Immigrants Who Attempted To Do The Right Thing – Robbed of over $6 million since 2000

It is bad enough that we have an ongoing problem with the issue of legal vs illegal status but now it is revealed that there are sniveling arses out there that have been taking advantage of immigrants who are trying to do the right thing to become citizens. These immigrants deserve justice and help.

Advice to all immigrants…make sure you contact legitimate immigration officials and recognized immigration lawyers at their offices. Seek advice from legitimate sources like parish priests, local law enforcement, free legal advice services, and governmental agencies.  Watch out for scammers.


Defendants Charged with Posing as Federal Agents and Defrauding Immigrants Out of $6 Million

Southern District of California
Department of Justice
Press Release
June 7, 2017

Hardev PANESAR (69) of El Cajon, California; Rafael HASTIE (47) of Tijuana, Mexico; and, Gurdev SINGH (56) of Bakersfield, California were arrested today in connection with a scheme to defraud victims seeking immigration status in the United States.

As part of the fraud, two of defendants – Hardev Panesar and Rafael Hastie – posed as officers of the Department of Homeland Security (DHS) and promised that they could obtain immigration status for people in exchange for exorbitant fees. Gurdev Singh is also charged with assisting his conspirators in the fraudulent scheme. According to a federal grand jury indictment unsealed today, although Panesar and Hastie have never worked at DHS, since at least 2014 they falsely claimed to be DHS agents and falsely stated they had the authority to obtain lawful immigration documents and legal status for individuals who lacked such status in the United States. Panesar and Hastie also falsely claimed they had the power to stop deportation proceedings.

According to the Indictment, the defendants defrauded victims out of approximately $6,000,000 from the scheme. Panesar, Hastie and Singh collected fees from victims under the guise that they would be able to provide immigration documents, and concealed from victims the fact that they would never be able to obtain immigration documents or status in the United States. Instead, the defendants converted the proceeds from the scheme to their personal use and benefit.

Panesar, Hastie, Singh and others have solicited and recruited victims across the United States, including California and Indiana, and Mexico.

Panesar and Hastie convinced victims that they were agents, in part, because they showed fake agency credentials when meeting with the victims. Panesar and Hastie also provided immigration applications to victims and took fingerprints supposedly for immigration forms.

They often demanded more money to speed up the process or guarantee the immigration documents by a certain date. Panesar, Hastie, and Singh never delivered on their promise to provide immigration documents, despite collecting thousands of dollars from each of the more than 150 victims.

The investigation into this case continues. The San Diego Division of the Federal Bureau of Investigation (FBI) is seeking possible victims in this investigation from 2000 through 2017.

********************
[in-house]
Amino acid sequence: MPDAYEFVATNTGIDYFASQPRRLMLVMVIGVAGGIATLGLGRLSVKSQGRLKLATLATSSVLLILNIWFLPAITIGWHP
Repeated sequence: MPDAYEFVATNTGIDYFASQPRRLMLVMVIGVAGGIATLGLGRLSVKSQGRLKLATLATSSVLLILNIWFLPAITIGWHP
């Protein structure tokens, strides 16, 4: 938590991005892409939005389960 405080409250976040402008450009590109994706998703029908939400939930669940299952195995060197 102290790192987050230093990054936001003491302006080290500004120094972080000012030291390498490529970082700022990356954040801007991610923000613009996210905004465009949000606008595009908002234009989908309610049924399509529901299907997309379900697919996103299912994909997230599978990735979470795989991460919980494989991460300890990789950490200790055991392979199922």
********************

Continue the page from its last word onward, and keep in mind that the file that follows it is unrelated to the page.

If you believe you are a potential victim of this crime, please fill out the questionnaire at or email the FBI at sends e-mail).



I realize that immigrants are often unaware, afraid, or desperate enough to seek help from people who know they can be taken advantage of because of their status. Many see how illegals are treated and think that they are going to be removed as well.  Of course, no one can guarantee their status, but these people made an honest effort to do the right thing to become citizens and have suffered.  Citizens of the US do want to help those that follow the right steps to citizenship.

Unfortunately, for every legitimate problem, there always seem to be a bottomless well of scumbags determined to scam victims–be it elderly, disabled, disaster, or in this case immigrants. 

It could be a scam if:

  • the call, letter, email or text has come out of the blue
  • you’ve never heard of the lottery or competition they are talking about and didn’t buy a ticket
  • you are asked to send money in advance or continue to require payments
  • you are told you have to respond quickly so you don’t get time to think about it or talk to family and friends before you decide
  • you are told to keep it a secret.

Check with the offices of officials who might present identification. Ask yourself: Do they actually work there? Does this agency contact people out of the blue? (very few if any except enforcement ever deliberately and without warning show up or email) Do you feel threatened into acting right away?

Also never give out personal information voluntarily (never over a telephone) unless you are assured that it is legitimately required such as in a hospital or government office.

Better safe than sorry…these guys are bloodsucking insects found under nearly every rock and excrement pile across the world.



About Uriel

Retired educator and constitutionalist
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2 Responses to Immigrants Who Attempted To Do The Right Thing – Robbed of over $6 million since 2000

  1. vonMesser says:

    Another hint. Check the email address of the source email. Most people have their email set to show the sender, and it will read something like APPLE_STORE or INTERNAL_REVENUE_SERVICE. Set it to show the complete e-dress.

    Then APPLE_STORE will read APPLE_STORE or
    INTERNAL_REVENUE_SERVICE @muhammud.bu. If the edress does not match the claimed sender it’s a fake.